Poster Session

P84. Demand for Female Genital Cosmetic Surgery (labiaplasty) is successfully reduced by counselling and use of the Great Wall of Vagina artwork

Peter Greenhouse (GB), Jamie McCartney (GB)

[Greenhouse] Weston General Hospital, [McCartney] Brighton Body Casting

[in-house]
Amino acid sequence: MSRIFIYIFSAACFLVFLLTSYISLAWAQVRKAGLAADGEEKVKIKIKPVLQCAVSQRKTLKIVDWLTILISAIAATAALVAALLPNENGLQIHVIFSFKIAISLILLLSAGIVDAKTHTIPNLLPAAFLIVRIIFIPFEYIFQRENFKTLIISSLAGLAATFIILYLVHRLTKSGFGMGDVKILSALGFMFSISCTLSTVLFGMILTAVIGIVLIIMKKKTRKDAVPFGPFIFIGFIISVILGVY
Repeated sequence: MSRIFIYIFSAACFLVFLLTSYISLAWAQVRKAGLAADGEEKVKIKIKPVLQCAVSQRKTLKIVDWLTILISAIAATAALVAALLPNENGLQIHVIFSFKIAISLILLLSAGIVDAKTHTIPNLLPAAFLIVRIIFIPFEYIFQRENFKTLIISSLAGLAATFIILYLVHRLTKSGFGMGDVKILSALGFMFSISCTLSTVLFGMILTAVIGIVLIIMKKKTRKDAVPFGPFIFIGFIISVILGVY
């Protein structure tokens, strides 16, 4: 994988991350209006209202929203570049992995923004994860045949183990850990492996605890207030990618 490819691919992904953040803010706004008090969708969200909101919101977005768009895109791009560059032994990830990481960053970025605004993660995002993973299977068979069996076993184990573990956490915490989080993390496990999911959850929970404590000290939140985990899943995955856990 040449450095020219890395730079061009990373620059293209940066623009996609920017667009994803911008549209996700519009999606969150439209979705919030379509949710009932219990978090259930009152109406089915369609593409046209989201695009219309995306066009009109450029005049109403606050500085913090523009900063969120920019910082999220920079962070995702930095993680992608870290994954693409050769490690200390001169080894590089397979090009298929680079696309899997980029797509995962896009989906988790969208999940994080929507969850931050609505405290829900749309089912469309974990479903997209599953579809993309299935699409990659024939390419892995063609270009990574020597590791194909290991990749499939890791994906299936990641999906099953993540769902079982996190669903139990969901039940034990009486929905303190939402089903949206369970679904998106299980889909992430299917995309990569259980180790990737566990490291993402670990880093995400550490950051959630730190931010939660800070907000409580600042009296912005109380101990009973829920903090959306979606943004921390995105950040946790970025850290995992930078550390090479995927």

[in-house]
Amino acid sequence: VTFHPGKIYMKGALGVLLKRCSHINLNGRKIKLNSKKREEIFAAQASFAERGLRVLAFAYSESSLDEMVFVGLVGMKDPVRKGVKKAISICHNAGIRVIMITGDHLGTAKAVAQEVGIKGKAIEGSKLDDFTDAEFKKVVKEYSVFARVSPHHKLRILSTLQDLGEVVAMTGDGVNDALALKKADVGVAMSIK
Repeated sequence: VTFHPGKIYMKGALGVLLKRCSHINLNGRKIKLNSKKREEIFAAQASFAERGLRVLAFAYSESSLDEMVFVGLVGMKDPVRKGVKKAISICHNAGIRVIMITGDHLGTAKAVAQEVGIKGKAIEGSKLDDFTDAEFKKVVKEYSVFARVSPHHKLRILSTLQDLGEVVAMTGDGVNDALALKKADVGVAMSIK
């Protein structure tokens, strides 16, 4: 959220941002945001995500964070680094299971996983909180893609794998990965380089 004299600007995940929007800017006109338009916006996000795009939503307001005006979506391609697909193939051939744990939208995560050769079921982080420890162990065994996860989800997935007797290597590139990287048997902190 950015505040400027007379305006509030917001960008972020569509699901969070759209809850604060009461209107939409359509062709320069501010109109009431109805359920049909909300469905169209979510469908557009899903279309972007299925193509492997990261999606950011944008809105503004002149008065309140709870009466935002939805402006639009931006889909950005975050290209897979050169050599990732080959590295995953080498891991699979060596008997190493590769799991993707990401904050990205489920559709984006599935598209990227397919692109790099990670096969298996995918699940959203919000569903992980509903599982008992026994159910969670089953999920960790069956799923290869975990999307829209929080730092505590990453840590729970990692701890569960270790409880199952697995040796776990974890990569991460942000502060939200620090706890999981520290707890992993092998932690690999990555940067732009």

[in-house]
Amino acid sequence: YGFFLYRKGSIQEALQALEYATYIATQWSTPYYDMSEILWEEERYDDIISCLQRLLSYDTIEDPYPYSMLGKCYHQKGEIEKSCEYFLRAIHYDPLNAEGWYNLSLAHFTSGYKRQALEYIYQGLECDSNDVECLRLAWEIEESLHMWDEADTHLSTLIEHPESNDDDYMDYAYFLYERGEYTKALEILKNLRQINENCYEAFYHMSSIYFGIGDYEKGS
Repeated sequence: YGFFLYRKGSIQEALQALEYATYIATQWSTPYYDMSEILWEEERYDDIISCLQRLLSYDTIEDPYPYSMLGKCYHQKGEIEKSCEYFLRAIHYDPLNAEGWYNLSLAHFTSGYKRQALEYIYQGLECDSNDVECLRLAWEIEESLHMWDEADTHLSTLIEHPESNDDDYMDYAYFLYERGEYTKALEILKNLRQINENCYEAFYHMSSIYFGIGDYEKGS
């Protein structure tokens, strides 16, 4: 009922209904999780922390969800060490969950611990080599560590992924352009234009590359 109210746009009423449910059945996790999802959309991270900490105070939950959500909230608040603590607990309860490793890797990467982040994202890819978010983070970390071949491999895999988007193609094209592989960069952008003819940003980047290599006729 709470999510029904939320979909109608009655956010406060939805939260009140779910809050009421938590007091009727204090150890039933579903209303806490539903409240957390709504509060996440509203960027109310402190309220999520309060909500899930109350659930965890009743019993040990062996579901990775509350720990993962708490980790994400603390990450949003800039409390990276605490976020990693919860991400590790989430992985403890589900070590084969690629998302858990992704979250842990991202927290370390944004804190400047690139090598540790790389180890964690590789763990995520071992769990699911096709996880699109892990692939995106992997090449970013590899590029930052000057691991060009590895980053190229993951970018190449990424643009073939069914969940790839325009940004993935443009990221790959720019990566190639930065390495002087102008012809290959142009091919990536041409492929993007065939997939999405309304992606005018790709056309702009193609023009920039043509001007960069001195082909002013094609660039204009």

Context: Gynaecologists are increasingly faced with demands for labia minora reduction mostly by young women who have been mislead, shamed or bullied into believing that their labia are too large, unsightly, or in some way misshapen. Much of this misinformation comes from imagery in pornography or plastic surgery websites, and/or from peer group pressure. Most national and international gynaecology societies and colleges have produced ethical guidelines on female genital cosmetic surgery (FGCS) criticising the practice as being almost always unnecessary, inappropriate and having substantial risks of adverse side effects. Objective: To educate women about the normal range of labial anatomy and thereby allay demand for unnecessary genital surgery. Methods: Each woman had a full sexual history taken and reasons for their concerns discussed by one clinician, with a nurse or other advisor present and contributing. Following genital examination and infection testing, counseling about the normality of her anatomy included demonstration of imagery from the Great Wall of Vagina: This artwork consists of several panels each assembled from plaster casts of vulvae of 40 different women, illustrating the full range of normal female genital anatomy in an accurate, non-pornographic way. Patients: 68 women, median age 20 years (range 16 to 38), attended two sexual health clinics between 2009 and 2014 with sufficient concern about labia minora size to request referral for surgical reduction. Intervention: Counseling and visual imagery of the Great Wall of Vagina. Main Outcome Measures: Number of women persisting in or ceasing request for labiaplasty. Results: None of the patients had abnormal labia and none had clinically significant labial asymmetry. 61 of 68 women finished the consultation reassured and satisfied that their vulva was normal and no surgery was needed. Of the remaining 7, one was referred to a gynaecologist and 6 to psychosexual counseling, three of whom defaulted. No surgery was performed in those who attended these referrals. Conclusions: Substantial patience and consideration is needed in counseling women who have been coerced into believing that labiaplasty is the answer to their problems. Exposure to and explanation of appropriate visual imagery is key to the educational process. The Great Wall of Vagina was instrumental in reassuring some 90% of women, and is probably the simplest, cheapest and most effective means of reducing demand for FGCS.